Product Description: This cased 1957 pattern reissue Knight’s Cross is a nice, clean set. This example was probably produced in the 1960s or 1970s. The 1957 design was a state sanctioned replacement award for veterans who had been awarded the Knight’s Cross but could not wear the original Third Reich form with banned swastika emblem. The cross is virtually perfect. The core retains all of the original factory applied black paint, and the dates and oak leaves emblems are crisply defined. The frame shows no wear, and only extremely slight age toning. The original suspension ring is intact. This handsome cross is housed in a mint case, together with an unworn ribbon. The ribbon is full length, with bright original color. The case is flawless. All of the original exterior surface is intact. The closure is functional and pristine. Inside, the cross and ribbon are displayed on a black velvet insert. This cased reissue Knight’s Cross is an outstanding example of the 1957 pattern Iron Cross, that remains in near mint condition overall.
Historical Description: The German Knight’s Cross of the Iron Cross. Instituted on September 1st, 1939, the Knight’s Cross has come to be known as one of the most recognized awards of World War Two. Awarded for acts of extreme bravery during combat, or successful leadership resulting in extraordinary success, the Knight’s Cross and its subsequent grades was among Germany’s highest military decorations. The Knight’s Cross was worn around the neck, suspended by a black, red, and white ribbon. Every member of Germany’s armed forces was eligible to be awarded the Knight’s Cross, provided the requirements of awarding had been met. The awarding process, determining whether or not a soldier was worthy of the award, began as a recommendation at the company level. This recommendation was then reviewed and either approved or denied. Upon approval, it would continue up the chain of command and end with Adolf Hitler, himself, making the final judgment. The Knight’s Cross was awarded 7,364 times during the war. It is estimated that approximately 20,000 Knight’s Crosses were produced between September 1939 to May 1945.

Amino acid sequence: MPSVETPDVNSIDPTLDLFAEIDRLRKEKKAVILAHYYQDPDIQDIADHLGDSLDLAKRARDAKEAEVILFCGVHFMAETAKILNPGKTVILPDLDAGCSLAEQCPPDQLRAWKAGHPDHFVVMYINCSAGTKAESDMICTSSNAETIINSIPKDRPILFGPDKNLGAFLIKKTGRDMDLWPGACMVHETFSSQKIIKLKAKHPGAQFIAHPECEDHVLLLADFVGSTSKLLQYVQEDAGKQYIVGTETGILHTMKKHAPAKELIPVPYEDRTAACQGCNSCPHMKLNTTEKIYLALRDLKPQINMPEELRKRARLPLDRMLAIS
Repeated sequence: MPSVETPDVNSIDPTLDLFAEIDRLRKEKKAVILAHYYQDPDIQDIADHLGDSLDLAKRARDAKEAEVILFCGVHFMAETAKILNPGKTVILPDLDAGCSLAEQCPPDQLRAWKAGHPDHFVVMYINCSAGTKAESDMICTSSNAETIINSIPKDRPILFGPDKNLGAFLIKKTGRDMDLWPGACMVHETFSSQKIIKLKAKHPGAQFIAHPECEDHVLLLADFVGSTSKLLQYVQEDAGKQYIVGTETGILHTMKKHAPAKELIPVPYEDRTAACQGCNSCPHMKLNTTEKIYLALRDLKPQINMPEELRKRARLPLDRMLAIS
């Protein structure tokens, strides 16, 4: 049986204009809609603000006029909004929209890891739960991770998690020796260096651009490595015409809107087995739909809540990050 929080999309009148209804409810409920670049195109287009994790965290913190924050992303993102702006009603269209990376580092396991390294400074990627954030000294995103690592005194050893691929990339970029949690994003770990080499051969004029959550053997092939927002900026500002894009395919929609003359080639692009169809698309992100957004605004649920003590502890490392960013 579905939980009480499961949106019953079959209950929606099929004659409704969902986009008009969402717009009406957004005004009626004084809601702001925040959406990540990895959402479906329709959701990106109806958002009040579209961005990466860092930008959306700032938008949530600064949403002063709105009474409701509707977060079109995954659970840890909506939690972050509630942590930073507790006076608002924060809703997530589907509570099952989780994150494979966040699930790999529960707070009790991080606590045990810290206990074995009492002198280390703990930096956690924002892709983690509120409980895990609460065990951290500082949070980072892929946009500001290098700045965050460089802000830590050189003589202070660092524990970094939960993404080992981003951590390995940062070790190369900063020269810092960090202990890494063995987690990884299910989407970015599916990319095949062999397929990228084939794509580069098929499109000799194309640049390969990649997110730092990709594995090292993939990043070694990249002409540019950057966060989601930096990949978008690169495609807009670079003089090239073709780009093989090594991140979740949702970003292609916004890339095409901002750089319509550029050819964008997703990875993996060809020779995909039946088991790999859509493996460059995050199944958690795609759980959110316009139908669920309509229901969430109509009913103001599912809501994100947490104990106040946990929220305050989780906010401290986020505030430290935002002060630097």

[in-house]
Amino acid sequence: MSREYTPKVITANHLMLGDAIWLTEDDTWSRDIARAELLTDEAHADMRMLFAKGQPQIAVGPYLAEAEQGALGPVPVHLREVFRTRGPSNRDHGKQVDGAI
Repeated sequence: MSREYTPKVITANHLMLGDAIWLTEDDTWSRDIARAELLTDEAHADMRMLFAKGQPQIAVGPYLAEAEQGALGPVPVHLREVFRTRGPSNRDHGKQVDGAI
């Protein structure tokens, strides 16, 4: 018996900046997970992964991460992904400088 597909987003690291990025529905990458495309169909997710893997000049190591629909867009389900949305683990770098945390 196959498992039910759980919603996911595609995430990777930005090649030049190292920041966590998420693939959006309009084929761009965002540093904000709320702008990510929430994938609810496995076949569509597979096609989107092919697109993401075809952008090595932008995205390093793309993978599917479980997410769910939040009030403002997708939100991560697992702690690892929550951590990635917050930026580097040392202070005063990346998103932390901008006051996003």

The Knight’s Cross was constructed of three separate pieces, a core and two outer frames. The core, made of iron, zinc, or brass, was placed between the two outer silver frames and delicately hand soldered together. The Cross was then suspended by a large loop through the frames top eyelet. A ribbon of black, white, and red was then threaded through the suspension loop. The production of the Knights Cross was strictly regulated. Only the companies granted approval by the government were legally allowed to produce the Knight’s Cross.
Known Manufacturers: Juncker, Steinhauer & Luck, Klein & Quenzer, Otto Schickle, C.F. Zimmermann, Gebruder Godet, Unknown “3/4 Ring”.
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